Less Is More When You Nearshore

There are times when less, truly, is more.

For example, less debt equals more money in your pocket. A vehicle that weighs less can generally go faster. Fewer choices equals more deliberate decisionmaking. And, in the world of IT resources, outsourcing truly stands as a shining example of the potential power of the “less-is-more” paradigm.


One recent study demonstrated that the total cost of engagement (TCE) of an IT developer can be up to 50 percent less for an outsourced solution than to maintain that same resource in-house.

At the same time you’re shaving your expenses, you’ll reap some pretty significant benefits that are the byproduct of software development outsourcing, including assurances that you’ll be benefiting from the latest bleeding-edge technologies, a strict adherence to best practices, a reduction in the time it will take you to get your app or service to market, and an endless well of available high-quality talent.

That said, there are key differences between the three key types of outsourcing: onshore, offshore and nearshore.

Factors that impact the “all-in” rates for outsourced software development resources include:

  1. Location: Regional factors, even on a city-by-city basis, can sway rates significantly. As a result of its proximity, training and demand, the cost for North American resources are among the highest in the world of outsourcing. Comparatively, Latin America – particularly Mexico, with its close proximity to the U.S. – competes most favorably among nearshore options, and the cultural, educational and geographical alignment all promote a favorable rate structure. Eastern Europe and Asia still offer top talent, but travel factors and time differential can add to the cost and convenience facts.
  2. Experience: Certainly, the level of technical expertise impacts rates, but in many cases, nearshore providers can offer more senior developers for the same rate or less than you would pay for a more junior developer locally. You will also find that specialization can impact the pool of available resources – for example, if you need a resource that has deep experience in PCI compliance, or a platform-specific development, you may pay a premium for that level of expertise.
  3. Length of Engagement/Team Size: You’ll often find that you will get greater long-term value by engaging a greater number of team members for a longer term. That’s simply a function of economics – the outsource provider benefits financially from long-term financial stability, and can pass the savings along to you.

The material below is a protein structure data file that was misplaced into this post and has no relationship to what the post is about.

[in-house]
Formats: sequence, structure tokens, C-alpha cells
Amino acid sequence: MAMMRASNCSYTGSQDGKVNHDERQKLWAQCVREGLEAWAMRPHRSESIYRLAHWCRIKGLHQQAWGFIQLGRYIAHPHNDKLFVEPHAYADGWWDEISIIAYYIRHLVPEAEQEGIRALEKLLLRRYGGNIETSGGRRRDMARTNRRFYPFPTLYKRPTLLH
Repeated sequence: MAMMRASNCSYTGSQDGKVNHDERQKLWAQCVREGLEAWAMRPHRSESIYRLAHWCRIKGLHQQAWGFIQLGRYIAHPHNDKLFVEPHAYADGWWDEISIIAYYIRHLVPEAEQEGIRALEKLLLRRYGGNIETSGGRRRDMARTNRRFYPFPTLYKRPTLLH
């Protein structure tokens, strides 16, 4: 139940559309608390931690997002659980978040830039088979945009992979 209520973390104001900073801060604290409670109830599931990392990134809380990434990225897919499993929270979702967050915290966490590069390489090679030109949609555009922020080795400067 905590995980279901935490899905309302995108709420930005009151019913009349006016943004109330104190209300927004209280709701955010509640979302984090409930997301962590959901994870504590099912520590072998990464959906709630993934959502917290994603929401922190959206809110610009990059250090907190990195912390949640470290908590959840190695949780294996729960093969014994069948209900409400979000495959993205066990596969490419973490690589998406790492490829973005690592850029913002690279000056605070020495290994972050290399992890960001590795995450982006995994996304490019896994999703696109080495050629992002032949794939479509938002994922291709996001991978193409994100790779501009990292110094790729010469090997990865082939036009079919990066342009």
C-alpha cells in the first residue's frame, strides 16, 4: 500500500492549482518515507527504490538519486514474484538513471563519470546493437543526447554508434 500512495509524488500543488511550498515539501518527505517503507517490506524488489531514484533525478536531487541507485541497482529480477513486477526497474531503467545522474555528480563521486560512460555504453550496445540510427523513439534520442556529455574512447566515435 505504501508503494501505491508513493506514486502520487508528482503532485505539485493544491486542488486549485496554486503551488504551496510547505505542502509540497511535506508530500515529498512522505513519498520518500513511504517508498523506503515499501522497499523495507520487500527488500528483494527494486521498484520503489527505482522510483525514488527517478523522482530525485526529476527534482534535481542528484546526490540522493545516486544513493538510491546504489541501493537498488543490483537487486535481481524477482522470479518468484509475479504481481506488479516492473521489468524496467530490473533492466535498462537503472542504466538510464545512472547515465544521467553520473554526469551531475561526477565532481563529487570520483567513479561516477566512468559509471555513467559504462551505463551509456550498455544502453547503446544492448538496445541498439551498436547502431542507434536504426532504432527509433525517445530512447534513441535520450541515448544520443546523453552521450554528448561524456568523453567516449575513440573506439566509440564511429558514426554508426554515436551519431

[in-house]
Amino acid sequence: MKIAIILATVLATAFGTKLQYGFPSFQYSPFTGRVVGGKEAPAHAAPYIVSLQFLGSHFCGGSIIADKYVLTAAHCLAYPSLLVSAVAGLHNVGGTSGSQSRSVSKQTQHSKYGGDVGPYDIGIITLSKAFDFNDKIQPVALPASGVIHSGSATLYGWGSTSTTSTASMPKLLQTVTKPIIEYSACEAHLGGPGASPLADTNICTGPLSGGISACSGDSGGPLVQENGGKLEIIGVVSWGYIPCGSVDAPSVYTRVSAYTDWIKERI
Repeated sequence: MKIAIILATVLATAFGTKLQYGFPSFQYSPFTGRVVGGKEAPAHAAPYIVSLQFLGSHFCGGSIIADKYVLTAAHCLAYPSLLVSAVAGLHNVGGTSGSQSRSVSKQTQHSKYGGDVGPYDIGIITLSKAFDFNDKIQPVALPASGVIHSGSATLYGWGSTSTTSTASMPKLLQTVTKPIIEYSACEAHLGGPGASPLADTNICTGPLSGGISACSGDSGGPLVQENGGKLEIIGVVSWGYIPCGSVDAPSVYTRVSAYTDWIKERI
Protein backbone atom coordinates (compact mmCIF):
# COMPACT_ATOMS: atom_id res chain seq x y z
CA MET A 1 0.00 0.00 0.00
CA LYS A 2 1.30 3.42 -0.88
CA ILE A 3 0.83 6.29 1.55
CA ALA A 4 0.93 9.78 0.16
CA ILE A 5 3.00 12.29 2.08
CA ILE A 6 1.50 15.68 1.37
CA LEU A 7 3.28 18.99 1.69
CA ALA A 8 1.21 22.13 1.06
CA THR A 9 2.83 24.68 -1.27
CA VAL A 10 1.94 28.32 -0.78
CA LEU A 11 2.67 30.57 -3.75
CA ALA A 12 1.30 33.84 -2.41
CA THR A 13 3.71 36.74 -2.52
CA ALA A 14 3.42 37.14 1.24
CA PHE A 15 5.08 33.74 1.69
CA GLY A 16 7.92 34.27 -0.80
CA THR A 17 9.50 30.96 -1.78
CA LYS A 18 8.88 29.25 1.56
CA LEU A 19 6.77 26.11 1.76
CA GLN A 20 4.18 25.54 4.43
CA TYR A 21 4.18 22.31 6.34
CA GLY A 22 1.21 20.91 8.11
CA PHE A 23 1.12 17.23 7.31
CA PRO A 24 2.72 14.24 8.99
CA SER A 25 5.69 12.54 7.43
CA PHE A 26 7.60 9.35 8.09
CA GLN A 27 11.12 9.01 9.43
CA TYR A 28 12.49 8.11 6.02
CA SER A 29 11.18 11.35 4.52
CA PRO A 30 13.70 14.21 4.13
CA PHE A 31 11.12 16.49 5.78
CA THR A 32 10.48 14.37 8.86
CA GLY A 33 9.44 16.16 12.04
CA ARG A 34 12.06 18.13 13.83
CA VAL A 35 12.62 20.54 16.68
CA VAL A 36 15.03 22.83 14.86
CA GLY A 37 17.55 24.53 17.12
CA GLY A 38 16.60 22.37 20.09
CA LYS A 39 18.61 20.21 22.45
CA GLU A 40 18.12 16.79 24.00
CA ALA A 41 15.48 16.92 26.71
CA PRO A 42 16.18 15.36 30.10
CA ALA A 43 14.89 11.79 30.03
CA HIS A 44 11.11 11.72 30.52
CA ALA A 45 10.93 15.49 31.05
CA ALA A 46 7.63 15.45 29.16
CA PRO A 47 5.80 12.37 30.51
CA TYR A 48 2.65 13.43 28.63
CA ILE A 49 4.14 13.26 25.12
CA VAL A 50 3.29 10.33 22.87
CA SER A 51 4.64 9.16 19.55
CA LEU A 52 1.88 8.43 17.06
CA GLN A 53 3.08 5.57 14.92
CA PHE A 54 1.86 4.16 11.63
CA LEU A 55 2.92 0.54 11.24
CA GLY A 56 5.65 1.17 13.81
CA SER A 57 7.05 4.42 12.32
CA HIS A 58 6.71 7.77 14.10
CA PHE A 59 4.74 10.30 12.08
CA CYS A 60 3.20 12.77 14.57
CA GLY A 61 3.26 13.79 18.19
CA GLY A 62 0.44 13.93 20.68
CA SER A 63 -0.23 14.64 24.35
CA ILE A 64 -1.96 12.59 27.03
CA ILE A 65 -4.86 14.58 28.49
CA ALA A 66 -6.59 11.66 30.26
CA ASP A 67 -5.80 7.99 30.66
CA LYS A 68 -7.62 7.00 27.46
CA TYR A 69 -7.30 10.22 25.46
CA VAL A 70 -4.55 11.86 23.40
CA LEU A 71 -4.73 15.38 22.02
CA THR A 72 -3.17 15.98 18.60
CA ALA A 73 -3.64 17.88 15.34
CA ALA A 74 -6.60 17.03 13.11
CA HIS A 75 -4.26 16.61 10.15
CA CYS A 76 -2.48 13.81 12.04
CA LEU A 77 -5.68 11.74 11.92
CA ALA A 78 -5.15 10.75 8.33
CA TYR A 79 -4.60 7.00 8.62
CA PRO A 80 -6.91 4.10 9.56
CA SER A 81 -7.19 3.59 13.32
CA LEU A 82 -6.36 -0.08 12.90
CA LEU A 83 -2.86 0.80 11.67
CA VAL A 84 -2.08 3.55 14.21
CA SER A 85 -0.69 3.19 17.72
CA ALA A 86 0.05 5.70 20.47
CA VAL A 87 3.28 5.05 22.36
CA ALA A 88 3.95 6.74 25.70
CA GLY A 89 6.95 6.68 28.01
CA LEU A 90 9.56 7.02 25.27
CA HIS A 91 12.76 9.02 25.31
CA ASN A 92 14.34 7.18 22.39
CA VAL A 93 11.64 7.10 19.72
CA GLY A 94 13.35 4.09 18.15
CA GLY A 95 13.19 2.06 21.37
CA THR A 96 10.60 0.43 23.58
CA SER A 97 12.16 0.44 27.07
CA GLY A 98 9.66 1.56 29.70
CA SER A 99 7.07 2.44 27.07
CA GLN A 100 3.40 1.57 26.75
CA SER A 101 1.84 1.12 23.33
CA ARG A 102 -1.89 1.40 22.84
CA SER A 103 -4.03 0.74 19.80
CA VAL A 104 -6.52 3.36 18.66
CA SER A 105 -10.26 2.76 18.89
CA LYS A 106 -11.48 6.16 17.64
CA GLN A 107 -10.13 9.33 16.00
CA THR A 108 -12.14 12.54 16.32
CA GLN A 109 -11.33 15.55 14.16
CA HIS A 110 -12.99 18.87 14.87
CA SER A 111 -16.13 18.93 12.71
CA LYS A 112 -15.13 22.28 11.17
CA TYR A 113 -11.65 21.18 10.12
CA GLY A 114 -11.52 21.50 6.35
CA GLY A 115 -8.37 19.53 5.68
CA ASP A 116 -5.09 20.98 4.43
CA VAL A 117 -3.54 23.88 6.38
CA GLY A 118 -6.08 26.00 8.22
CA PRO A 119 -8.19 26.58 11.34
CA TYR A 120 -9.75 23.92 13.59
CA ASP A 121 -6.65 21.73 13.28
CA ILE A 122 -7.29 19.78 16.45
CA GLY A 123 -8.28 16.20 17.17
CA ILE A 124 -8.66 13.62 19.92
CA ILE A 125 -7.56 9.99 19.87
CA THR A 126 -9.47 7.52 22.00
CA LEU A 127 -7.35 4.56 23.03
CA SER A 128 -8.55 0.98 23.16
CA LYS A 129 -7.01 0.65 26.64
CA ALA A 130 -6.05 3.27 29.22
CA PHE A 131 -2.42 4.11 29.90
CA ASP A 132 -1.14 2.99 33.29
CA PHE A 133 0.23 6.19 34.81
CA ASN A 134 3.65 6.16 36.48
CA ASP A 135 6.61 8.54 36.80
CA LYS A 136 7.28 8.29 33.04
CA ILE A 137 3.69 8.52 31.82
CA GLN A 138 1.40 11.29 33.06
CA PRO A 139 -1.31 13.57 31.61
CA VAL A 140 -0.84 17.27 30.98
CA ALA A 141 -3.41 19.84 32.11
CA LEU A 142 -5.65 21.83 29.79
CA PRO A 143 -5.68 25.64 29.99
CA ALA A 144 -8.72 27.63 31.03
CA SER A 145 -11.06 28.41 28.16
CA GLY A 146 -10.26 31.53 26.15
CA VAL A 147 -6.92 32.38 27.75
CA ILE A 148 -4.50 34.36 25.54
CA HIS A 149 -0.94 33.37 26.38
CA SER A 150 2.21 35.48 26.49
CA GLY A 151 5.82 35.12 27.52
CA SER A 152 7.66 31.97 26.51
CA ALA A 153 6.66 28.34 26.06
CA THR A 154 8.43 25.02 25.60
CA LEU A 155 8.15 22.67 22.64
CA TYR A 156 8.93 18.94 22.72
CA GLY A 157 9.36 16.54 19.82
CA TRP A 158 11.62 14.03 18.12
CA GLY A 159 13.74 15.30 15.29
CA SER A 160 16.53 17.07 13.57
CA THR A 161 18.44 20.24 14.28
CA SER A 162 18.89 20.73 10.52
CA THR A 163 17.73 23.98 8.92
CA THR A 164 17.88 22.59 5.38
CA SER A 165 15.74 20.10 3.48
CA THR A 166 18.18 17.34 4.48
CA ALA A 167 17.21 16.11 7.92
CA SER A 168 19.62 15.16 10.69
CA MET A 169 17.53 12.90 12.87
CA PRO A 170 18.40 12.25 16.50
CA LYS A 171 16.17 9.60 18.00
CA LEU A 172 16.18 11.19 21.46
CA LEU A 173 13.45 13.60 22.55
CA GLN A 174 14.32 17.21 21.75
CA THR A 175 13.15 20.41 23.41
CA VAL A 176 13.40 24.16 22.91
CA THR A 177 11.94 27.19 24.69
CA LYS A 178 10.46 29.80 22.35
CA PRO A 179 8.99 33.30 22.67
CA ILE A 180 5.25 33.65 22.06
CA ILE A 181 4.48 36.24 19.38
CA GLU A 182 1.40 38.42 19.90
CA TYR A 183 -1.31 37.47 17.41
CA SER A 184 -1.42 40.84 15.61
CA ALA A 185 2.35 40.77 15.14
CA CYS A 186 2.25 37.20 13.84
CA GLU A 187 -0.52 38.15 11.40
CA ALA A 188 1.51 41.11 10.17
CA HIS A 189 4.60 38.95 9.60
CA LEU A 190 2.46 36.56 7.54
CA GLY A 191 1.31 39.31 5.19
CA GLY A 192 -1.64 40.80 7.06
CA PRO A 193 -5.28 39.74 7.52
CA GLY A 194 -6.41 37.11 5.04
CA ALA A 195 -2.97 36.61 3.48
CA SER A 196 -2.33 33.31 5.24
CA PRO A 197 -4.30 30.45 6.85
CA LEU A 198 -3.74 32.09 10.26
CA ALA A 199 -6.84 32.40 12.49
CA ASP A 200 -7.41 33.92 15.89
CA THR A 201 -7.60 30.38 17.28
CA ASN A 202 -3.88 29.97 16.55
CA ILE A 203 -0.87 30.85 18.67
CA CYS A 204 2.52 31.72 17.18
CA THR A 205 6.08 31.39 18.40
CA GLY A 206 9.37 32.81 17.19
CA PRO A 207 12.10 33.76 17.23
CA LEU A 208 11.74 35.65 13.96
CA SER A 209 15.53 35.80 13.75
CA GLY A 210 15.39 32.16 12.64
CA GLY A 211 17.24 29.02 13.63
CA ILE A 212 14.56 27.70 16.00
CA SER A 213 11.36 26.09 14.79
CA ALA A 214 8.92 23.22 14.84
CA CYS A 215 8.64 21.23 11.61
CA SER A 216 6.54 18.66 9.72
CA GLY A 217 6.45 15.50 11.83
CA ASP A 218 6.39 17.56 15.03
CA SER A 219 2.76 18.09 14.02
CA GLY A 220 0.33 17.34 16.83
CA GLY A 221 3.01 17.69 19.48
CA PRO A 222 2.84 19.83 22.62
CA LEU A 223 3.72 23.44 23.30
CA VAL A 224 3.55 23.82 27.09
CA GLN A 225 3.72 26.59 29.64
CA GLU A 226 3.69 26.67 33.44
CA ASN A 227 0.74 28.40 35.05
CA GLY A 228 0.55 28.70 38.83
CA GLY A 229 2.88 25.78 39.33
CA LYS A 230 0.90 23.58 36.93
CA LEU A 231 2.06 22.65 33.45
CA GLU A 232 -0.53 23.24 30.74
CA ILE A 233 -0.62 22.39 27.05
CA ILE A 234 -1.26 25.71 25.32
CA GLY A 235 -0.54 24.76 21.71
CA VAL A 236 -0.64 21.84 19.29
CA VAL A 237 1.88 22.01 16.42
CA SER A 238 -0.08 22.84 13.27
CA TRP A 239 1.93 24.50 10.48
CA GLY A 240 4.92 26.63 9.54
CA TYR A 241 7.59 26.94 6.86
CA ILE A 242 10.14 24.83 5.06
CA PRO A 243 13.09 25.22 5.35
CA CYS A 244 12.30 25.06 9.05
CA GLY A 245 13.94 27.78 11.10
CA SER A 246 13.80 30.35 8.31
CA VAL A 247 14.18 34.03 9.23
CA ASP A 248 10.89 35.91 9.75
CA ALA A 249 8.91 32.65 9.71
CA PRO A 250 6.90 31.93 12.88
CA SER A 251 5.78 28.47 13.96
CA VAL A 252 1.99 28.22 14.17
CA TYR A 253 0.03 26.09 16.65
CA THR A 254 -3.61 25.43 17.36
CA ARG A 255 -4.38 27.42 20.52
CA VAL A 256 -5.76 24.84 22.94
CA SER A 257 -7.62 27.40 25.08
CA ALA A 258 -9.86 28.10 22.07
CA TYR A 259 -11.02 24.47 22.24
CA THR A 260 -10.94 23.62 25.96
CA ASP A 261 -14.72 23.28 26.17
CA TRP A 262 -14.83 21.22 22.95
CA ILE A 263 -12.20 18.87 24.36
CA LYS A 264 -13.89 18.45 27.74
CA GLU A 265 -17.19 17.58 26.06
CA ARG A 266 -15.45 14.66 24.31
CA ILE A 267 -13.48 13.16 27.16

Once you’ve made the decision to jump into an outsourcing engagement, the choice to access resources from within the U.S.; from a bordering country; or from a distant region; is among the most critical.

At iTexico, we have long held that there are myriad benefits to our “nearshore plus” approach to outsourcing. Mexico – where our delivery center is located – enjoys many advantages over more distant regions, including ease of travel and a greater alignment of culture (both of which leads to more trust and greater camaraderie when embedding with American teams); legal and IP protection that is afforded by the North American Free Trade Agreement (NAFTA); and an ever-growing pool of competitive talent, fostered by a favorable government and educational environment south of the border.

Most notably, nearshoring in Latin America offers, by far, the lowest TCE – when accounting for wages, travel and technology costs.

The chart, below, indicates global outsourcing rates for North America and the three biggest nearshore/offshore markets.


Want to learn more about nearshoring in Mexico?

Download our Free Whitepaper and learn more about why Nearshore outsourcing in Mexico makes complete sense.

This “Nearshore Plus” model of software development offers convenience at the core. 

  1. Cost-effectiveness 
  2. Flexibility
  3. Time savings
  4. Growing talent pool
  5. Access to domain knowledge
  6. Meeting expectations
  7. Scale-up team skills

New call-to-action

You may also like:

Post Your Comment Here